Does this sound familiar?
I’m using this example in the book I’m writing, and want to see if this sounds familiar to you.
Ananya: “Marcus, which class should contain the method to check if we have new orders? I need to add it for the feature I’m working on today.”
Marcus: The OrderUpdate class would be good.
Ananya: Okay, I’ll do that.
<two days go by>
Marcus: Ananya, what’s the status of that feature?
Ananya: It was quite difficult to make it work in the OrderUpdate class. I had to rewrite big parts of the class, and other classes too. I should be done next week.
Marcus: Oh, that’s too bad. Was there class it would have fit better?
Ananya: I think the OrderStatus class would have been better, but I’m almost done with this approach. It’s fine – no worries.
Marcus: Oh, why didn’t you suggest the OrderStatus class?
Ananya: You said you wanted it in OrderUpdate. I assumed you had a reason.
What do you see happening here?
What’s your reaction to it?
How could it be prevented?
Let me know and I’ll share the responses to the list, so we’ll all learn together.
Regardless of if the rest happened, the initial answer to the question is terrible. It doesn’t teach the coder anything and teaches them to simply ask you what to do whenever they have a question. I think there are two potential approaches here depending on how important this feature is and how important time vs. development is. Ideally, you wouldn’t answer the question, you would ask them another question to make them think about it. Still guiding them to the answer with follow-up questions, but forcing them to think about it and hopefully training them to be able to think it through and make a similar decision again down the road. If you don’t have time for that, at the very least the answer should be “my opinion is it should go in the OrderUpdate class, because [logical reasoning here]”. Even then you should be fostering an environment where your employees should feel comfortable challenging that suggestion and really thinking through your reasoning rather than tuning out once they hear OrderUpdate.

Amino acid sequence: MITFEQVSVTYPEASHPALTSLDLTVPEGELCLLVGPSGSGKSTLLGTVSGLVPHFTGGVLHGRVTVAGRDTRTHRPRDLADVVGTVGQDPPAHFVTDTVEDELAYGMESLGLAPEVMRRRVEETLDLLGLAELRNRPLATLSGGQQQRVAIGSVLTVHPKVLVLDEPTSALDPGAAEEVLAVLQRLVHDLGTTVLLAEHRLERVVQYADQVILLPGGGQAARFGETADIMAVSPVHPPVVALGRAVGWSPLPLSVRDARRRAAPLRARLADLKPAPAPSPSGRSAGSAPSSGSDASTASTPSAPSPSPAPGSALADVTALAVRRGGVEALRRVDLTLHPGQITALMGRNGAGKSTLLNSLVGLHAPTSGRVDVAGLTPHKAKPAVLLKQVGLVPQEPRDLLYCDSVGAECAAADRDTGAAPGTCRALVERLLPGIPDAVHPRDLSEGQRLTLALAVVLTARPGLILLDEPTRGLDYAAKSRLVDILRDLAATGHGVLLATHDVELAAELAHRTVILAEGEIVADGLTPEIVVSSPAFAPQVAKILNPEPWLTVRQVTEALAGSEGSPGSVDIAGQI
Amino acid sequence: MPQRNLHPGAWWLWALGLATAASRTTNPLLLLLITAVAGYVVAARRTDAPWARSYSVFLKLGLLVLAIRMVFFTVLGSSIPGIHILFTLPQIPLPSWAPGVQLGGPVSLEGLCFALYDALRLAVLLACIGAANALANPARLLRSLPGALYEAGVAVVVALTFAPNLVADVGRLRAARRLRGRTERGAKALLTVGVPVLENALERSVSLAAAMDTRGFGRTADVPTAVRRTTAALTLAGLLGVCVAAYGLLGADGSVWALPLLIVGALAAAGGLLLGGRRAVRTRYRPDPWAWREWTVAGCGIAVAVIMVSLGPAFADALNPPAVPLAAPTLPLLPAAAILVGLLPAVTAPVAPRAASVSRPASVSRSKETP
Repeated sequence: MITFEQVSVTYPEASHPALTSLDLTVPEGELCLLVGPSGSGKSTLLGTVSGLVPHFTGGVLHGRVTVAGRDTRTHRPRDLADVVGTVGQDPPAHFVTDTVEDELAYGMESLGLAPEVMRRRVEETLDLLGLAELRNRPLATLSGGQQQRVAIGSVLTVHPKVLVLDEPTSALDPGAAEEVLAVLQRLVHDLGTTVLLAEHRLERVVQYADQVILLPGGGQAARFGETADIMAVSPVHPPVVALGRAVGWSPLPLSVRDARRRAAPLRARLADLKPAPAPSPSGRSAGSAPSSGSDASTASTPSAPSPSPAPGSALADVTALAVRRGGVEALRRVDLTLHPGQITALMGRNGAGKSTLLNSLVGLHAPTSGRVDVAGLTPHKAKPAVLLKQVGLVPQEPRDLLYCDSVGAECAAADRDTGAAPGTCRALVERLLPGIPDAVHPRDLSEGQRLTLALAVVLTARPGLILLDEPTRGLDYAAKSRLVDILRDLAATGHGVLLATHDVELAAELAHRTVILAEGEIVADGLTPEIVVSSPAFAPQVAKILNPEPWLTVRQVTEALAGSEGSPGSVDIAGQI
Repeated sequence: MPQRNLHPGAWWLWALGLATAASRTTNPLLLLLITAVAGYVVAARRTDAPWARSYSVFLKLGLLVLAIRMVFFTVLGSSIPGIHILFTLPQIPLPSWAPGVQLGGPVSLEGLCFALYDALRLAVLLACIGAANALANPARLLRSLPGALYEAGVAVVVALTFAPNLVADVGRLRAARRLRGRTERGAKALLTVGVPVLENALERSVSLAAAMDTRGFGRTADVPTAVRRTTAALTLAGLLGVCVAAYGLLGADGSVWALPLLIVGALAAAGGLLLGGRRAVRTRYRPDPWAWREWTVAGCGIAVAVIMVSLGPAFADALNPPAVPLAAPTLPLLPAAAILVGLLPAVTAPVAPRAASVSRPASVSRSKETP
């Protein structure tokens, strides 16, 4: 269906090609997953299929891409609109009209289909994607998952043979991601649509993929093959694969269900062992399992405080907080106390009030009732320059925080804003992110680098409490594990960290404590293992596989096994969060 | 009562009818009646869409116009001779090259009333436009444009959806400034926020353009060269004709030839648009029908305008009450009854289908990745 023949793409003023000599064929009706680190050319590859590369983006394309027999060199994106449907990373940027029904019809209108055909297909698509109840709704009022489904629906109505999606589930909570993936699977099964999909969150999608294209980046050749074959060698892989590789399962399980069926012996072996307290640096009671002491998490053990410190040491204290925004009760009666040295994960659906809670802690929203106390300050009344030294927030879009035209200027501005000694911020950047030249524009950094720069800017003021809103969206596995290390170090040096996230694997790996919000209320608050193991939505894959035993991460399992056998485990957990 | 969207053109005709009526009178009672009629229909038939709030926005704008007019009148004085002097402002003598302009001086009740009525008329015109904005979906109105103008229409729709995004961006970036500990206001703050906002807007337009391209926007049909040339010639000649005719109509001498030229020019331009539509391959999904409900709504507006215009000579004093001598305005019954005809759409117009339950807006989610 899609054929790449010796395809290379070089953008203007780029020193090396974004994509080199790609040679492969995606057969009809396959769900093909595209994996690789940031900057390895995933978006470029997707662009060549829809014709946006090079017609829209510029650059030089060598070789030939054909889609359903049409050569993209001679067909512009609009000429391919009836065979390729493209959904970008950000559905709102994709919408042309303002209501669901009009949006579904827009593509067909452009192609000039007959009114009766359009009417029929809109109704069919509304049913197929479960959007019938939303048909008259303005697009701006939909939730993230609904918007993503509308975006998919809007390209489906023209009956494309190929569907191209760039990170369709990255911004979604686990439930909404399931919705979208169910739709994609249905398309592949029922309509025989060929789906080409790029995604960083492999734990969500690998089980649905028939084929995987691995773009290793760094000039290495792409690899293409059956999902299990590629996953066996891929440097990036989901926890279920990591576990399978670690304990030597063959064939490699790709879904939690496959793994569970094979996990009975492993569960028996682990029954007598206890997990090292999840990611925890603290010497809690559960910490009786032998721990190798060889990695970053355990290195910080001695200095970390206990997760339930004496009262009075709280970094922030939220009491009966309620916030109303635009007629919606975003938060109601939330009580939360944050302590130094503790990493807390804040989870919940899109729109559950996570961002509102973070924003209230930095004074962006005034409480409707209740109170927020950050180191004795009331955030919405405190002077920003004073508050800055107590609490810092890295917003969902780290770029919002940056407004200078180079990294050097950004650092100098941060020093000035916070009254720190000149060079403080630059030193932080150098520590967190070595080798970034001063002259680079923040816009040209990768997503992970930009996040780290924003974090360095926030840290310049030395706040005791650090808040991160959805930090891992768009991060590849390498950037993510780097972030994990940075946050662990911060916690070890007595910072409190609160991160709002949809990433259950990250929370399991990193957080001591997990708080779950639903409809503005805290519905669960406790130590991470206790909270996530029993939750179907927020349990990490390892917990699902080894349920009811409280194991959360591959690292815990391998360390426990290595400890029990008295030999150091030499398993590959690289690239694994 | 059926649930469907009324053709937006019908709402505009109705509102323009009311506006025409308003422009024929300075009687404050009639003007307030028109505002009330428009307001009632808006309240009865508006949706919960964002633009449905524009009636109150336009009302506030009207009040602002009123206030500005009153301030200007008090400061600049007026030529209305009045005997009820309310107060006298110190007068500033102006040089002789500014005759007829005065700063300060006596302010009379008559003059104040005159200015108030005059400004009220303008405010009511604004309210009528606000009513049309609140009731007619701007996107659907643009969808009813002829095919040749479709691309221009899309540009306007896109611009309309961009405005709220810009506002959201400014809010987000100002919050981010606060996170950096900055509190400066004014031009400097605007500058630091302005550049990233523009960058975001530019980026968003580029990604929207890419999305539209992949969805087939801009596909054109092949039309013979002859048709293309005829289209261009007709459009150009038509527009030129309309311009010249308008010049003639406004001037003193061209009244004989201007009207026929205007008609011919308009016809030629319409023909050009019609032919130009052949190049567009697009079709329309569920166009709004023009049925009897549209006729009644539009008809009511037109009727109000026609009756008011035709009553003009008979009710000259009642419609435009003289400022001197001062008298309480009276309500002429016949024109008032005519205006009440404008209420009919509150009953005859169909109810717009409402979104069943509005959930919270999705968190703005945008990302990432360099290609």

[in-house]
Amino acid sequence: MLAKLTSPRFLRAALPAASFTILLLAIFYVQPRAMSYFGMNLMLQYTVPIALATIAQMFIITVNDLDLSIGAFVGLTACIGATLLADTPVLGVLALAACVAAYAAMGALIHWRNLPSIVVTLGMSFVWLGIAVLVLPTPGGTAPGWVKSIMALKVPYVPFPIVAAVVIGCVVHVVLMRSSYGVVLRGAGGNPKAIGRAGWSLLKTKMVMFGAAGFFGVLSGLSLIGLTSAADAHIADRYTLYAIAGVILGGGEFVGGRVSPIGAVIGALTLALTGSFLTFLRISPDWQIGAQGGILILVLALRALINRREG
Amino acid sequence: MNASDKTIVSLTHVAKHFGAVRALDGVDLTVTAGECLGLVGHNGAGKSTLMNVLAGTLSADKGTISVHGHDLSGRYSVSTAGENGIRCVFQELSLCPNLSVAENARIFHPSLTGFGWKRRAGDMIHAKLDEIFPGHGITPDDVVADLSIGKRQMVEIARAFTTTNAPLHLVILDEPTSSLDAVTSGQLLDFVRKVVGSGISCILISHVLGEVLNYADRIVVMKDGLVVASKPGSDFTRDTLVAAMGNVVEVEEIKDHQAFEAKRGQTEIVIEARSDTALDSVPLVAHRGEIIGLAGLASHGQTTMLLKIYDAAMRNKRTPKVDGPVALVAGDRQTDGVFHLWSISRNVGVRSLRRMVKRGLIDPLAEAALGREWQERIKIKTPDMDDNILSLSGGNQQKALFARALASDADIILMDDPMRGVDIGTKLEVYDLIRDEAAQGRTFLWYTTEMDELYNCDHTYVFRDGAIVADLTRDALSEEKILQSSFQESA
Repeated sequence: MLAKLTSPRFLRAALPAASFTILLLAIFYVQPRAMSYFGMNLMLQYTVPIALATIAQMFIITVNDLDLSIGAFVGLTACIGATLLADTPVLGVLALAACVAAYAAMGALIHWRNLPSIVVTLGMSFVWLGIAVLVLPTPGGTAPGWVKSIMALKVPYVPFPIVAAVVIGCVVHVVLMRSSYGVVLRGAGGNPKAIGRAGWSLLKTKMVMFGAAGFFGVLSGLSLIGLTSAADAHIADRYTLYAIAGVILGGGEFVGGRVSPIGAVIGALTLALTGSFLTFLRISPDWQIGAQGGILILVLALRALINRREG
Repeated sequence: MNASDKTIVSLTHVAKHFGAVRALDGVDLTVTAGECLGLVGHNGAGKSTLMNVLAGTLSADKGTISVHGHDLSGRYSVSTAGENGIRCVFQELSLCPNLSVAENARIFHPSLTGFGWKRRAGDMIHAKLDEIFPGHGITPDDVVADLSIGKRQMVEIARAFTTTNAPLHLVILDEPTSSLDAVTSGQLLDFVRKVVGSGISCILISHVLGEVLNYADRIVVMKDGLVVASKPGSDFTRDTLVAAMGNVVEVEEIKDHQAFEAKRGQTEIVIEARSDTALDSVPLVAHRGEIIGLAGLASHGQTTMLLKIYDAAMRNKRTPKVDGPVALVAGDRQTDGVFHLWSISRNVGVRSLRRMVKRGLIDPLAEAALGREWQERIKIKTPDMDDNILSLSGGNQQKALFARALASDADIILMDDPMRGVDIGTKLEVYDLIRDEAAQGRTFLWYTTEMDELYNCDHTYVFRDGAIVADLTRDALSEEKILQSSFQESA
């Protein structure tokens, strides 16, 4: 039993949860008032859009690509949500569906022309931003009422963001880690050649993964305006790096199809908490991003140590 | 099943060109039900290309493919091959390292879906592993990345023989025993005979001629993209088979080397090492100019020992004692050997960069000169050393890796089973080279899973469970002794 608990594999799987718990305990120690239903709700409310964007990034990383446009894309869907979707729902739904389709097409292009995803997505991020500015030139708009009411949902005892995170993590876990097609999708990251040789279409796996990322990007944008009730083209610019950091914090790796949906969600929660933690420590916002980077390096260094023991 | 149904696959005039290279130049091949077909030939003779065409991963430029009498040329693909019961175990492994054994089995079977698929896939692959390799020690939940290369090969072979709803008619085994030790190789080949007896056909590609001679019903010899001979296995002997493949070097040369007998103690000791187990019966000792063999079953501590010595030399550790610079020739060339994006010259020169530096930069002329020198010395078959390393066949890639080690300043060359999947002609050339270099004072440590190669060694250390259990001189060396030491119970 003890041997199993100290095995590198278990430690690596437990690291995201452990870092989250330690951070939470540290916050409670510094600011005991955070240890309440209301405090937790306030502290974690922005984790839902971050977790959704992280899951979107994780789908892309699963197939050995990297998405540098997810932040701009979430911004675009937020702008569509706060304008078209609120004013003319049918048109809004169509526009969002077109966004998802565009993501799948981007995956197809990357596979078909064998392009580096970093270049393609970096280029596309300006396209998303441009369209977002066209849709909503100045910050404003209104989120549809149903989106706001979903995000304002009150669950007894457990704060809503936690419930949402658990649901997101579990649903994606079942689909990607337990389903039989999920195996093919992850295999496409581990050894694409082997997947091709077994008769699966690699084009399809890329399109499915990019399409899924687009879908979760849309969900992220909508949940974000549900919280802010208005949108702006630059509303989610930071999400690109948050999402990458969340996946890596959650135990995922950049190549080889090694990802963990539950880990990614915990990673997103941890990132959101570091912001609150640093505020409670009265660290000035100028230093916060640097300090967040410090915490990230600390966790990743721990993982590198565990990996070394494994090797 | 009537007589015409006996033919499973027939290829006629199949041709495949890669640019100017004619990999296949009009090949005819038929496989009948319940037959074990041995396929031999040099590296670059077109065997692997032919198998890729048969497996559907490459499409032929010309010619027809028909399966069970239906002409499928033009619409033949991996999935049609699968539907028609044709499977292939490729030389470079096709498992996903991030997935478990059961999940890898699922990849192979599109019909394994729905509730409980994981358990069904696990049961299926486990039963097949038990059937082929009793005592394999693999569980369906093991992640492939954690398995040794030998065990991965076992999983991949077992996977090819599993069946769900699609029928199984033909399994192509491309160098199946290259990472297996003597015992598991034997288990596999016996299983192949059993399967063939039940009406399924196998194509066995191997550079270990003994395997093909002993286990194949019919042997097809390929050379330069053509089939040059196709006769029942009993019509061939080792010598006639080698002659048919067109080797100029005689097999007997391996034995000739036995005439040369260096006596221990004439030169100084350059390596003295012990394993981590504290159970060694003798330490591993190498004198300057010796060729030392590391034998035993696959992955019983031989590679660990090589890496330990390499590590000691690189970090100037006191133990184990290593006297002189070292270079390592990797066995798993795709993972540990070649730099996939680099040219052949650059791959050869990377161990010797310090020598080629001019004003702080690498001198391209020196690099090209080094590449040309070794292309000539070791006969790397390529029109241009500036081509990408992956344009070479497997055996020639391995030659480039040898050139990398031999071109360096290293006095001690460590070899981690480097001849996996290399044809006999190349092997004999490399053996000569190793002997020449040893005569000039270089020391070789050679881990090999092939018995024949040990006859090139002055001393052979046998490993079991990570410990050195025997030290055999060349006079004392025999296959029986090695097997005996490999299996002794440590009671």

The next thing wrong with this is that two days went by, your employee made a lot of major changes to the structure of the code, and they waited until you asked for an update. That’s not how that should work. There should be open communication lines and if major changes are being made, she should at least be alerting you and other members of the team. It’s a fine line because some people can see that as asking permission and you need to not micro manage too much, but as a leader you need to foster an environment where your employee feels comfortable either dropping by or sending you an IM saying “hey this is a bit tougher of a change than I thought, I’m running into roadblocks x, y, and z, my eta is next week now instead of this week”.
And then finally, and this goes back to the first part, you need to foster an environment where people trust and respect your expertise, but realize you’re a human who can be wrong. A good leader is extremely humble and always asking more junior employees to suggest ideas to change the way things are done. Because often they’re the ones who are the least entrenched in the current system, and can see the forest rather than the trees. My current employer actually regularly swaps developers between projects in order to still maintain some expertise but also continually introducing fresh eyes to projects and the expectation is if you’re new your job is to not only learn the project but also think critically about some of the ways it could be improved.
Great analysis, Zach!